Peace talks with FARC to begin next month, says Colombia's Santos

The Revolutionary Armed Forces of Colombia has been at odds with the Colombian government since the mid-1960s. Santos says 'there's no doubt it's time to turn the page.'

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    Colombia's President Juan Manuel Santos delivers a speech during a televised address to the nation at the presidential palace in Bogota, Colombia, Monday, Aug. 27.
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Colombian President Juan Manuel Santos said on Tuesday peace talks with the Revolutionary Armed Forces of Colombia (FARC) guerrillas would start in Oslo in the first half of October before moving to Havana.

There would be no ceasefire, he added in a televised national address, during the latest attempt to end the South American nation's five-decade conflict.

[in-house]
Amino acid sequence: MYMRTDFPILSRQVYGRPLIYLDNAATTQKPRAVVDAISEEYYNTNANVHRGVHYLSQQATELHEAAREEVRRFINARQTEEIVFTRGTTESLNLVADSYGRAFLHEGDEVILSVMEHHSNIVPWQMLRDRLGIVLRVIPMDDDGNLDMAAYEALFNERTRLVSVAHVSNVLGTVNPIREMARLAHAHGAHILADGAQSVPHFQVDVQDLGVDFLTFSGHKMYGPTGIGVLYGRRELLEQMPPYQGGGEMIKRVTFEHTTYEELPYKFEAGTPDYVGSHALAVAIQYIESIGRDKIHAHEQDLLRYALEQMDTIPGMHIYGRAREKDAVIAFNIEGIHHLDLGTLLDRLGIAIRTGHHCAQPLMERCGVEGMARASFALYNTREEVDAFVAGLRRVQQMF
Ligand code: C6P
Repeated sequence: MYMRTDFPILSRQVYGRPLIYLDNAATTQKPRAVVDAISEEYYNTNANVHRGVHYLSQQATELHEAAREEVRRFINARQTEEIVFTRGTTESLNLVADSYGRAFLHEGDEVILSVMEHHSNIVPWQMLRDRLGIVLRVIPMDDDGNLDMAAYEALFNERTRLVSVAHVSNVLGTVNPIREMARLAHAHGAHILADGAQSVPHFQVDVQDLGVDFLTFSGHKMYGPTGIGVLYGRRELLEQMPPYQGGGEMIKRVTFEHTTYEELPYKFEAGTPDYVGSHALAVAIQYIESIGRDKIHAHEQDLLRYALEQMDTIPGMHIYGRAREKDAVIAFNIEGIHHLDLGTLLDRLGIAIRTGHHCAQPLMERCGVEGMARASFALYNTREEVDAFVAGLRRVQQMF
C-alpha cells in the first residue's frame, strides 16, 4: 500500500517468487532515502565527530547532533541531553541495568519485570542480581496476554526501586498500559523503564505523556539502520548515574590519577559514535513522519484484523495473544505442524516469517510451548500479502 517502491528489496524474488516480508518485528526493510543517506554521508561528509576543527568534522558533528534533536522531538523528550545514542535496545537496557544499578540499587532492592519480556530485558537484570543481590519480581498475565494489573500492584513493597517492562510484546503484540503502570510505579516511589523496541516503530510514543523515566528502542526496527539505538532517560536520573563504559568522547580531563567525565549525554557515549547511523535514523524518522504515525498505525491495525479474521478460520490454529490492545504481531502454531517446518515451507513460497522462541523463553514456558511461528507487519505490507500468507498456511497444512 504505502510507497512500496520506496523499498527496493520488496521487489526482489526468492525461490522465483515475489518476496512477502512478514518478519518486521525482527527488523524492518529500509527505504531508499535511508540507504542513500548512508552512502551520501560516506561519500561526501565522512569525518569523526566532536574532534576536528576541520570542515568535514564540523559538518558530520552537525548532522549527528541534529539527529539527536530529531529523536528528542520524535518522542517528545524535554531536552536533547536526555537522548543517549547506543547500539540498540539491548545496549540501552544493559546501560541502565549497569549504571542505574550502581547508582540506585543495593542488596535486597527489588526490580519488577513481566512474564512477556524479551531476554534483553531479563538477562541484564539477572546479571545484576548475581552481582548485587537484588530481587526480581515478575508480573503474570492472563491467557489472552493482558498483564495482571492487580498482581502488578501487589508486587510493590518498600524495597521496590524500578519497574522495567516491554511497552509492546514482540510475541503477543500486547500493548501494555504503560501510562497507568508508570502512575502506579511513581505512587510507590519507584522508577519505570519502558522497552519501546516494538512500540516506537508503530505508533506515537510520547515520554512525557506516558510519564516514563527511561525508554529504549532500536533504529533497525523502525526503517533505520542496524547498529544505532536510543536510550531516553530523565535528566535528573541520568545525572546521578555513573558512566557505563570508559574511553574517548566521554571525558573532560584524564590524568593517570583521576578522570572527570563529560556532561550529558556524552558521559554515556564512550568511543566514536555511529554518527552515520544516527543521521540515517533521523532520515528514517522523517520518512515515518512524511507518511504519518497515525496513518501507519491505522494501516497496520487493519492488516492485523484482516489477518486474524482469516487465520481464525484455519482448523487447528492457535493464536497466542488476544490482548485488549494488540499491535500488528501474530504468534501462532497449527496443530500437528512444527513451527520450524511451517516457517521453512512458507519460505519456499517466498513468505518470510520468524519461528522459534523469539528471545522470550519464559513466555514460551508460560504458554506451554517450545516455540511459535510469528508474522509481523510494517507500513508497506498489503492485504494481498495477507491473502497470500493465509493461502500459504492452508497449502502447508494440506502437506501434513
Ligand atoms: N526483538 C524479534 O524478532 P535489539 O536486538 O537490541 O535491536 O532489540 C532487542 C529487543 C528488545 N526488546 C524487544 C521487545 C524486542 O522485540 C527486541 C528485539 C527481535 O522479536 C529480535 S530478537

"I ask the Colombian people for patience and strength," Santos said. "There's no doubt it's time to turn the page."

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While Colombians are hopeful Santos will succeed, he faces a monumental task attempting peace with the FARC, which has holed up in Colombia's jungle territory since 1964 and imposed tough demands in past peace negotiations.

Santos, 61, who is at the mid-point of a four-year term, had repeatedly said he would consider talks with the FARC only if he was certain the drug-funded group would negotiate in good faith.

The FARC comes to peace talks this time, however, from a severely weakend position. Battered by a decade-long U.S.-backed Colombian military offensive, the rebels have lost as much as half their fighting force, reducing their ability to launch major attacks on the government.

Still, they are by no means spent and in recent months have stepped up assaults on key economic infrastructure like oil and mining installations, in a bid, some analysts say, to come to the negotiating table from a position of relative strength.

Venezuela and Chile will help support the talks, Santos added.

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